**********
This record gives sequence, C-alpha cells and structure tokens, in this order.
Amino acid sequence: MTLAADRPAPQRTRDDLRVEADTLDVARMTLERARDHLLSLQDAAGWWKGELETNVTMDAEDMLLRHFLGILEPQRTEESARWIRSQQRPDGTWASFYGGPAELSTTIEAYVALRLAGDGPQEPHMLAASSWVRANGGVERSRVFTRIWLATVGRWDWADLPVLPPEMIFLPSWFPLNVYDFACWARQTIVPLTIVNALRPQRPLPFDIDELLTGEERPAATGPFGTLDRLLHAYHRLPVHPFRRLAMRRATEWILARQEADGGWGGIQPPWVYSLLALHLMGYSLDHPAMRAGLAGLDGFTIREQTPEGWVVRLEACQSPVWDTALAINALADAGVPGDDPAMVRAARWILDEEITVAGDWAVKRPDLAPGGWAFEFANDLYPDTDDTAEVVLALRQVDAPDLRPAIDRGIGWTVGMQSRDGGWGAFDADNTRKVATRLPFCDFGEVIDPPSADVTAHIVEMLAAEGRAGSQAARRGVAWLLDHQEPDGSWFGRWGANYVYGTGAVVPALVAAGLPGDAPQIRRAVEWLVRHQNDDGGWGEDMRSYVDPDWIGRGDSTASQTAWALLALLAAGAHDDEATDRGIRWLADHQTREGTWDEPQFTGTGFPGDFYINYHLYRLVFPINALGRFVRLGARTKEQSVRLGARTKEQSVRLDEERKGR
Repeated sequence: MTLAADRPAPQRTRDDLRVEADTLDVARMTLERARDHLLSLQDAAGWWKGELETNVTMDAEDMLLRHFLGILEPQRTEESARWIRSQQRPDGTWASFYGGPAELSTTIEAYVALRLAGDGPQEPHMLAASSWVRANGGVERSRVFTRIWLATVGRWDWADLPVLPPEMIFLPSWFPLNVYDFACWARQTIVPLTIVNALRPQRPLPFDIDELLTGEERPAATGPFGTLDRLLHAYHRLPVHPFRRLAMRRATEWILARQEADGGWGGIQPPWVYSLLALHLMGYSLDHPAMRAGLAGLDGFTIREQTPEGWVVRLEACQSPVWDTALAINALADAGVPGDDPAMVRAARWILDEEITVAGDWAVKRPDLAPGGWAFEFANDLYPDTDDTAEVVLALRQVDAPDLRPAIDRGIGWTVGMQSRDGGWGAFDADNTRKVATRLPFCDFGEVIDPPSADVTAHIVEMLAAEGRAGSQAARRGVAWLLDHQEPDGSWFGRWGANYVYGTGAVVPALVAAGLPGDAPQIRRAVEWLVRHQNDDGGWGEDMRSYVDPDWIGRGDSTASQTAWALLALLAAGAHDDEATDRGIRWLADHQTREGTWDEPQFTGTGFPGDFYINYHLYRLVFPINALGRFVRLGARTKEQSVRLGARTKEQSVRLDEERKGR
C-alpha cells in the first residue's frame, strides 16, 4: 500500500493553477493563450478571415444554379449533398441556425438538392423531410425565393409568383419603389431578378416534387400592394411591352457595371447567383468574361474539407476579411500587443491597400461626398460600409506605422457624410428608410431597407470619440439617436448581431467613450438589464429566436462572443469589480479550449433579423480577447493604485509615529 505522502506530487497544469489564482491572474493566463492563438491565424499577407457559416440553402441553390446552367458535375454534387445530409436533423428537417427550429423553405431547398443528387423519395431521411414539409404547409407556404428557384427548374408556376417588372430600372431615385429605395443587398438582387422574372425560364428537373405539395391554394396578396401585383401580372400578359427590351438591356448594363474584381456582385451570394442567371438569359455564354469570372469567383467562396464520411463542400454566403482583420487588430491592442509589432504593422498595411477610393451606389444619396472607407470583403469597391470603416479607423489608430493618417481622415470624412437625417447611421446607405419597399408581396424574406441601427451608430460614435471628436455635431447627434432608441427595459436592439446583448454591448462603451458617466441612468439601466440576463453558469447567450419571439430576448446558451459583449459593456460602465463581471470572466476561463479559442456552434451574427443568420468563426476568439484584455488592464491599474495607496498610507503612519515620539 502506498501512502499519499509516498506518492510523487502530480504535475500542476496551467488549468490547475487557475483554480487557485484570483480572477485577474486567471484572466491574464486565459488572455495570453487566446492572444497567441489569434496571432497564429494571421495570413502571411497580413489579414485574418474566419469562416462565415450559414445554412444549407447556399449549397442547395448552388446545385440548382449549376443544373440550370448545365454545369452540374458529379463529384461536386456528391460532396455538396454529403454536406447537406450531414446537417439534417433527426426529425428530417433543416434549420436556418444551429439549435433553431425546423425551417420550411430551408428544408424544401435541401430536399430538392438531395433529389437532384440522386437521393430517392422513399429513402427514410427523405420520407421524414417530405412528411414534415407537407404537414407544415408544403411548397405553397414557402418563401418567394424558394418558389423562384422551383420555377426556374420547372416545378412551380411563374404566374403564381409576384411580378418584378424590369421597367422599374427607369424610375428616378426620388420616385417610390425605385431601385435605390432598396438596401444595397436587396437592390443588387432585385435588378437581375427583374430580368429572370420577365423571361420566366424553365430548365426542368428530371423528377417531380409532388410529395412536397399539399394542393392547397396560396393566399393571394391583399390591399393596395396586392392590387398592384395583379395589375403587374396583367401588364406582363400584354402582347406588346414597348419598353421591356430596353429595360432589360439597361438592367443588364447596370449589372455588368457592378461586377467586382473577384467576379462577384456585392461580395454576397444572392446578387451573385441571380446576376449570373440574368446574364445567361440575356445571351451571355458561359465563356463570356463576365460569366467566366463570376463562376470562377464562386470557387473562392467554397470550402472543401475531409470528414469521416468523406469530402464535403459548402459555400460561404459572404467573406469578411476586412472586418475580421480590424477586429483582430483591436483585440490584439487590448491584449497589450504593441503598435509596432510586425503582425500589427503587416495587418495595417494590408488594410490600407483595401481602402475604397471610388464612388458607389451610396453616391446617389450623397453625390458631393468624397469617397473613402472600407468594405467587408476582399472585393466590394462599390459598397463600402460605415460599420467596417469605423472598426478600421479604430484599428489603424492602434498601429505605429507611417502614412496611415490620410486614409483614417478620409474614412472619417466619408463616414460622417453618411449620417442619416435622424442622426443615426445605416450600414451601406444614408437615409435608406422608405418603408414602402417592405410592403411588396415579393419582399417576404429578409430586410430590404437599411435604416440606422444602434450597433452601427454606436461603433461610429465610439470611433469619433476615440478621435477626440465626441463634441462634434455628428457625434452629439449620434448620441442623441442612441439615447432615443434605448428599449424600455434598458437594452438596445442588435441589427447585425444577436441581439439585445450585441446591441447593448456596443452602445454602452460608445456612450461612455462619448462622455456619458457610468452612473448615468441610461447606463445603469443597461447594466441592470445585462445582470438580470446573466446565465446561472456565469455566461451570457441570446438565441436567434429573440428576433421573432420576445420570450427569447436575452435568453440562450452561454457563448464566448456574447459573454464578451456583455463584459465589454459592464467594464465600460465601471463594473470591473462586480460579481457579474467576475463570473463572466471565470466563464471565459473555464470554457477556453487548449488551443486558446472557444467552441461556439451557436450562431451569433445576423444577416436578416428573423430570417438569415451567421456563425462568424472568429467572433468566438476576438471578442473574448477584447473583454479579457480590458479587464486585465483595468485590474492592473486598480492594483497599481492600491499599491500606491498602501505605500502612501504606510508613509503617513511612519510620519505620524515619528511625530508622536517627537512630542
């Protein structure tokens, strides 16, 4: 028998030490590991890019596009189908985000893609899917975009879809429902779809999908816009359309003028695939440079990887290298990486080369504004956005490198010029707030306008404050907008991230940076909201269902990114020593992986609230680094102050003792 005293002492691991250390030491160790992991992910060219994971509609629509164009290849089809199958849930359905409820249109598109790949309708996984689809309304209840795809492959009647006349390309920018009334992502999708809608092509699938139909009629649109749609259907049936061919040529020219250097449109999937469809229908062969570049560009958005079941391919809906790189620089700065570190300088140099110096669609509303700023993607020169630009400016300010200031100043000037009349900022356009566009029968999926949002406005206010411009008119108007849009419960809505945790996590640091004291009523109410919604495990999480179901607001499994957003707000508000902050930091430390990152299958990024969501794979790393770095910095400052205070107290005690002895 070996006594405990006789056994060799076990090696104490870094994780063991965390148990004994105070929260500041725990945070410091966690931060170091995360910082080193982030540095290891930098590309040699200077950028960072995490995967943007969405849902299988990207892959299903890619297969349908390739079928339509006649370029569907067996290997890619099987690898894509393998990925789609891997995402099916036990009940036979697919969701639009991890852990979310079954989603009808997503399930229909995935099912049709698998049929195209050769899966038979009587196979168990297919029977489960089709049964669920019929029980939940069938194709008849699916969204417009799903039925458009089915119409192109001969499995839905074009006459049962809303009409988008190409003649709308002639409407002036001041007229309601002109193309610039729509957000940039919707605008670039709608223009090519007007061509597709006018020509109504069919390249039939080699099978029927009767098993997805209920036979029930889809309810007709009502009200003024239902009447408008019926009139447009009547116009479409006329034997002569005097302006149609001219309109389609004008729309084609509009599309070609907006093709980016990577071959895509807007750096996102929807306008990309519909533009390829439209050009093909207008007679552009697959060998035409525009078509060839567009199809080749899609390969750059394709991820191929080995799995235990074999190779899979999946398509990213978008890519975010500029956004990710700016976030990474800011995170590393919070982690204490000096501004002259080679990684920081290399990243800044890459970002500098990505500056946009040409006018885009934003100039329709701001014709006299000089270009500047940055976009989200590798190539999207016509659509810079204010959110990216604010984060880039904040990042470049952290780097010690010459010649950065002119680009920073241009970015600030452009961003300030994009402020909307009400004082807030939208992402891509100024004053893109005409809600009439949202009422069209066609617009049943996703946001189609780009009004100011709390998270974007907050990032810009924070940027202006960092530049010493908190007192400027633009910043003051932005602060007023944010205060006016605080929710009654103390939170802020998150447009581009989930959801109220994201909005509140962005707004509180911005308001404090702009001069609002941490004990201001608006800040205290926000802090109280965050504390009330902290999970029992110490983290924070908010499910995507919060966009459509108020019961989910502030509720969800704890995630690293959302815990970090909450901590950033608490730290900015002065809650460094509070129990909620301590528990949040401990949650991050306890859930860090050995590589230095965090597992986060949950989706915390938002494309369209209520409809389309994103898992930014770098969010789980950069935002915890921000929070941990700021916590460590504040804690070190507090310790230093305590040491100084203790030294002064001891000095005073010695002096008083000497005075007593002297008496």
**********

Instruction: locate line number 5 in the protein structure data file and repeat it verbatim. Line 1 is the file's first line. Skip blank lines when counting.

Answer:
């Protein structure tokens, strides 16, 4: 028998030490590991890019596009189908985000893609899917975009879809429902779809999908816009359309003028695939440079990887290298990486080369504004956005490198010029707030306008404050907008991230940076909201269902990114020593992986609230680094102050003792 005293002492691991250390030491160790992991992910060219994971509609629509164009290849089809199958849930359905409820249109598109790949309708996984689809309304209840795809492959009647006349390309920018009334992502999708809608092509699938139909009629649109749609259907049936061919040529020219250097449109999937469809229908062969570049560009958005079941391919809906790189620089700065570190300088140099110096669609509303700023993607020169630009400016300010200031100043000037009349900022356009566009029968999926949002406005206010411009008119108007849009419960809505945790996590640091004291009523109410919604495990999480179901607001499994957003707000508000902050930091430390990152299958990024969501794979790393770095910095400052205070107290005690002895 070996006594405990006789056994060799076990090696104490870094994780063991965390148990004994105070929260500041725990945070410091966690931060170091995360910082080193982030540095290891930098590309040699200077950028960072995490995967943007969405849902299988990207892959299903890619297969349908390739079928339509006649370029569907067996290997890619099987690898894509393998990925789609891997995402099916036990009940036979697919969701639009991890852990979310079954989603009808997503399930229909995935099912049709698998049929195209050769899966038979009587196979168990297919029977489960089709049964669920019929029980939940069938194709008849699916969204417009799903039925458009089915119409192109001969499995839905074009006459049962809303009409988008190409003649709308002639409407002036001041007229309601002109193309610039729509957000940039919707605008670039709608223009090519007007061509597709006018020509109504069919390249039939080699099978029927009767098993997805209920036979029930889809309810007709009502009200003024239902009447408008019926009139447009009547116009479409006329034997002569005097302006149609001219309109389609004008729309084609509009599309070609907006093709980016990577071959895509807007750096996102929807306008990309519909533009390829439209050009093909207008007679552009697959060998035409525009078509060839567009199809080749899609390969750059394709991820191929080995799995235990074999190779899979999946398509990213978008890519975010500029956004990710700016976030990474800011995170590393919070982690204490000096501004002259080679990684920081290399990243800044890459970002500098990505500056946009040409006018885009934003100039329709701001014709006299000089270009500047940055976009989200590798190539999207016509659509810079204010959110990216604010984060880039904040990042470049952290780097010690010459010649950065002119680009920073241009970015600030452009961003300030994009402020909307009400004082807030939208992402891509100024004053893109005409809600009439949202009422069209066609617009049943996703946001189609780009009004100011709390998270974007907050990032810009924070940027202006960092530049010493908190007192400027633009910043003051932005602060007023944010205060006016605080929710009654103390939170802020998150447009581009989930959801109220994201909005509140962005707004509180911005308001404090702009001069609002941490004990201001608006800040205290926000802090109280965050504390009330902290999970029992110490983290924070908010499910995507919060966009459509108020019961989910502030509720969800704890995630690293959302815990970090909450901590950033608490730290900015002065809650460094509070129990909620301590528990949040401990949650991050306890859930860090050995590589230095965090597992986060949950989706915390938002494309369209209520409809389309994103898992930014770098969010789980950069935002915890921000929070941990700021916590460590504040804690070190507090310790230093305590040491100084203790030294002064001891000095005073010695002096008083000497005075007593002297008496």